The column also examines why many Jews and Jewish organizations have been loathe to call out this form of antisemitism. Part of it may be due to Trump's putative "pro-Israel" stance giving a "get-out-of-antisemitism-free" card. But part of it seems to be a strange (and inconsistent) insistence that antisemitism is about more than malign hearts or unadorned hostility towards each and every Jew. As I write:
The assumption seems to be that unless Trump is anti-Semitic in every case – an actual reincarnation of Hitler or Himmler – he can’t be anti-Semitic in any case. This is a silly fallacy. The fact of the matter is that anti-Semitism rarely comes unadorned as the pure, open, unvarnished, abject hatred of each and every Jew in any and all contexts. It always has its caveats, its “good Jews” – whether they be the anti-Zionists willing to denounce Israel, the Zionists willing to leave “our” country and move to Israel, the Orthodox who don’t threaten good conservative social values or the Reform who embody secular enlightenment ones.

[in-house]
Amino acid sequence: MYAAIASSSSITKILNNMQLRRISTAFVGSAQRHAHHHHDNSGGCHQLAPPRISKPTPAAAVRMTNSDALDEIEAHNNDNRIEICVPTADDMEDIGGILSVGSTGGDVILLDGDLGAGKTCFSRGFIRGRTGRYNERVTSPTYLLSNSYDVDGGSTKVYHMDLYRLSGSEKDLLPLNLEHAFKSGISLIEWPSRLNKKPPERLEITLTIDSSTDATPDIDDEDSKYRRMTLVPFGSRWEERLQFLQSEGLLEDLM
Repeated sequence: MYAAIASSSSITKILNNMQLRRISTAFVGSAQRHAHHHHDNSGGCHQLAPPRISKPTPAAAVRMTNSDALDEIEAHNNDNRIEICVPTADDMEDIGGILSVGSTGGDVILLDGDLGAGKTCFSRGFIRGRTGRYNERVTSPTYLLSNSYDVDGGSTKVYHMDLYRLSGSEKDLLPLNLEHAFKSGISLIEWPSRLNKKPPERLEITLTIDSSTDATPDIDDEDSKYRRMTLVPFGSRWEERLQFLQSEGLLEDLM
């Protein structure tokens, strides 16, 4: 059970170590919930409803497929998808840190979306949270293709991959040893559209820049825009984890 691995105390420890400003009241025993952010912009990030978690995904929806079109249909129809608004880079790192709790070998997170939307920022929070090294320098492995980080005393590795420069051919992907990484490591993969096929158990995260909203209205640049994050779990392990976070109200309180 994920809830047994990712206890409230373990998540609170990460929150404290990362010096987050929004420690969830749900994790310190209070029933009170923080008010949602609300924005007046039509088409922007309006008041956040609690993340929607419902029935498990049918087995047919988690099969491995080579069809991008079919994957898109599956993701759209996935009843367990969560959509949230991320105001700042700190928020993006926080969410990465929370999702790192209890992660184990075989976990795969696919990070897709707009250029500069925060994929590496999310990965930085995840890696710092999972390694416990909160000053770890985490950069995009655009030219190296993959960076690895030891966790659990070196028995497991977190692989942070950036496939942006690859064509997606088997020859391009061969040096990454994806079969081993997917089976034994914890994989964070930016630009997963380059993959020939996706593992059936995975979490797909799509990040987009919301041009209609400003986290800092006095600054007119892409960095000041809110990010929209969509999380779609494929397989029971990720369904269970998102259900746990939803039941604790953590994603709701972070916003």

Anti-Semitism is not primarily about malign hearts or exclusive friend groups – it’s a set of conditions that impede the full and equal participation of Jews in political and social circles. When Donald suggests that when Jews cry “anti-Semitism” it’s really a plot to discredit him and his, it doesn’t matter what his motives are – the effect is to render Jews a little more suspicious, a little more alien, a little less trustworthy, and a little less worthy of our solidarity and support. And in this way, the most ancient and dangerous anti-Semitic canards are slowly but surely resurrected in the American psyche.Incidentally, my eyeball appraisal of the Twitter response is about 80% positive, 15% "MAGA!", and 5% "well in 1954 there was this thing called the Lavon Affair between Israel and Egypt and that's totally germane to who's responsible for attacks on JCCs in America 63 years later."